I say I am waiting for the happy ending to complete my book. Maybe this is the happy ending. Peace. The fighting over. The vivid nightmares which used to paralyze me for days transformed to bad dreams from which I awake relieved they are no longer possible in my waking hours. Being in a place where I can go about life and not feel as though it will take me under; this new life without the constant torment.
Maybe the happy ending is not in a relationship with someone as my dreamy romantic self fantasizes. A chance to get it right with a person who I can come to with an open heart, the longing to have my parent’s solid relationship, to provide my children with some semblance of the family that shaped me. One of the three of us precariously teetering at any given time; stabilized with a fourth.
Maybe letting go of that dream isn’t the failure, the defeat, the falling short it feels like. Maybe simply having survived the shooting and these last few years is enough that I might stop looking beyond for something more.
This all ran through my mind as I drove to pick up the children from a weekend at Comfort Zone Camp, their third camp to process grief. They were highly resistant to attending, but I insisted. The mourning is never really over. I feel providing the resources for them to continue to navigate the loss in these different phases of their life is imperative to their emotional growth and health. It is multi-faceted and rears its head in the most unexpected ways and at the most inappropriate times.
So it must be for them, as for me, layers of mourning the loss. The death of my marriage, even more so the death of our family; mourning the man I loved, the father of my children, his inability to be the father to his children mine was to my sisters and me. Mourning the loss of my children’s innocence, all our innocence; the absence of a strong male adult role model in their lives. Mourning losses that are unrecoverable on many levels.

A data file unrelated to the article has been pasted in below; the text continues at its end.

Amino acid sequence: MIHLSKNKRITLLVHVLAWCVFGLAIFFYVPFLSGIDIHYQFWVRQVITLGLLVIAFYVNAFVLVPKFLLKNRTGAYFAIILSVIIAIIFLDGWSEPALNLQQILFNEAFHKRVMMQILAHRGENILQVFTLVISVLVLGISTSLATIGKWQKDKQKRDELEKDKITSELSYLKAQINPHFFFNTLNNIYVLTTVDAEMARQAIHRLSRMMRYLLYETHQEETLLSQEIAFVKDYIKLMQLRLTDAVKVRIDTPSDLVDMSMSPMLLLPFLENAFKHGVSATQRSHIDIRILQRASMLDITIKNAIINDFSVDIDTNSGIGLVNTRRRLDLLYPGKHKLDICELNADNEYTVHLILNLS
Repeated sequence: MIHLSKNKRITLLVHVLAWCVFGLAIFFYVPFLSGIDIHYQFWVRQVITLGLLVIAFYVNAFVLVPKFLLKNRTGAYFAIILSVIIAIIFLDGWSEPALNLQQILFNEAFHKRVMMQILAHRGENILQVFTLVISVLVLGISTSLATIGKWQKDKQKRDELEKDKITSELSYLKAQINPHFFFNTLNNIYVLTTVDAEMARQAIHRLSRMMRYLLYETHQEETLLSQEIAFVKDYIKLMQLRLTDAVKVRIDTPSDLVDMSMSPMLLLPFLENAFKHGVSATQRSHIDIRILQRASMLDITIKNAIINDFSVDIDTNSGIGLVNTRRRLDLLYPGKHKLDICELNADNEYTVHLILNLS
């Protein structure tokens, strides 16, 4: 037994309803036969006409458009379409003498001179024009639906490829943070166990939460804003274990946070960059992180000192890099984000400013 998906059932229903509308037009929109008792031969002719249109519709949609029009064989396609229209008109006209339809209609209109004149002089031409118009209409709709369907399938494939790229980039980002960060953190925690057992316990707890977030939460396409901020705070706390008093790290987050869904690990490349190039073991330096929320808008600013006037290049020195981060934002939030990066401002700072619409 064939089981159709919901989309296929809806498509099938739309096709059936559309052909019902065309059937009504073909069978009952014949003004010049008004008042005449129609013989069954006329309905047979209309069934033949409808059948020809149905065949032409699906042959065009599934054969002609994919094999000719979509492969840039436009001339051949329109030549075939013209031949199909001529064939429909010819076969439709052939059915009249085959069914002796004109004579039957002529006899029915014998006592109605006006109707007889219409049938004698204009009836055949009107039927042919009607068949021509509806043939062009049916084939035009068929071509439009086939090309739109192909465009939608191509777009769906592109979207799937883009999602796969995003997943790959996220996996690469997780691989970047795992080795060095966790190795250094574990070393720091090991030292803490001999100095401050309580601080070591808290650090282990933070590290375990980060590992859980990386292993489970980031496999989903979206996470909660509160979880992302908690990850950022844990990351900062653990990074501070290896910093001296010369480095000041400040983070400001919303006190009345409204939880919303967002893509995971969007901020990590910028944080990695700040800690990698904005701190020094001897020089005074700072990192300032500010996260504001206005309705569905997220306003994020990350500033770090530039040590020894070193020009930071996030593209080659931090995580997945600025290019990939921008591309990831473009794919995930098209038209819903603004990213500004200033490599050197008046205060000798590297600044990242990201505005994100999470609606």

Camp counselor feedback indicated my daughter participated and shared her experiences with her healing circle, but my son refused to share about his dad at all, instead focusing on last year’s death of his uncle, my sister’s husband.
Perhaps he has some wisdom about his father beyond his years which I am not able to access personally. He seems to be able to find a place where he can center himself and not feel the acuity of the absence in his life, or perhaps it is such complicated grief he tries to steel himself by shutting down all discussions of his dad in any form. Perhaps he is of the mindset no dad is actually better than that man. I cannot say as he isn’t sharing.
As he asks about my weekend I share I had a pleasant day with a male friend. Unlike my daughter who shrugs it off and continues to complain about being forced against her will to attend camp, as though I have sent her to a slave labor camp, my son wants to know how important the friend is to me. He tries to access if it is someone who I might care for, or who will care for me, reading me for clues which might differ from what I am saying.
It is difficult to know if he would like to be relieved of his perceived role of being the central male of the family, or simply considering if it is someone who might care for him as a parent, or a combination of both. My failure to provide stability and relieve him of the onus of the lone male for his sister and I elicits a great deal of sadness from me. I am truthful to say I don’t know the answers to his questions, and downplay the interaction so as not to plant any ideas about that sort of future, all the while feeling terribly inadequate as the lone parent.
I am left wrestling with my hopefulness, which I generally gleefully share without consideration of the possibility of disappointment, set against the backdrop of what our emotional life is actually like day to day. In this moment, I feel my hopefulness is misplaced, wrongly pinned onto an unknown future which minimizes gratitude for how far we have come. I question if maybe this is the happy ending.